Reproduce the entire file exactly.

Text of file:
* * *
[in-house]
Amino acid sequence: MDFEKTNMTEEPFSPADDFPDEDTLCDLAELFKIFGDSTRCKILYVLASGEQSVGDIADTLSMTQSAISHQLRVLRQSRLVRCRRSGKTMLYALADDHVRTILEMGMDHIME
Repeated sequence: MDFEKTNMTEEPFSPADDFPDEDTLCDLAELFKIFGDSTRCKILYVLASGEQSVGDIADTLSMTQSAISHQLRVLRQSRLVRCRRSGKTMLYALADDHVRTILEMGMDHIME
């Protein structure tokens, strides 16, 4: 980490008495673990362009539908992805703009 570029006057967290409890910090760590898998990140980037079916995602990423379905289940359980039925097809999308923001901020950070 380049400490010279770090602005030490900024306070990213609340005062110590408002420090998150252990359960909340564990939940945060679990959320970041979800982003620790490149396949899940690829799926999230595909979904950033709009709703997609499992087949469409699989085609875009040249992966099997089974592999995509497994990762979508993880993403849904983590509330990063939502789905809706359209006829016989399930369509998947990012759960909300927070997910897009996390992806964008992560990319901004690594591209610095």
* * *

[in-house]
Amino acid sequence: MDFEKTNMTEEPFSPADDFPDEDTLCDLAELFKIFGDSTRCKILYVLASGEQSVGDIADTLSMTQSAISHQLRVLRQSRLVRCRRSGKTMLYALADDHVRTILEMGMDHIME
Repeated sequence: MDFEKTNMTEEPFSPADDFPDEDTLCDLAELFKIFGDSTRCKILYVLASGEQSVGDIADTLSMTQSAISHQLRVLRQSRLVRCRRSGKTMLYALADDHVRTILEMGMDHIME
């Protein structure tokens, strides 16, 4: 980490008495673990362009539908992805703009 570029006057967290409890910090760590898998990140980037079916995602990423379905289940359980039925097809999308923001901020950070 380049400490010279770090602005030490900024306070990213609340005062110590408002420090998150252990359960909340564990939940945060679990959320970041979800982003620790490149396949899940690829799926999230595909979904950033709009709703997609499992087949469409699989085609875009040249992966099997089974592999995509497994990762979508993880993403849904983590509330990063939502789905809706359209006829016989399930369509998947990012759960909300927070997910897009996390992806964008992560990319901004690594591209610095």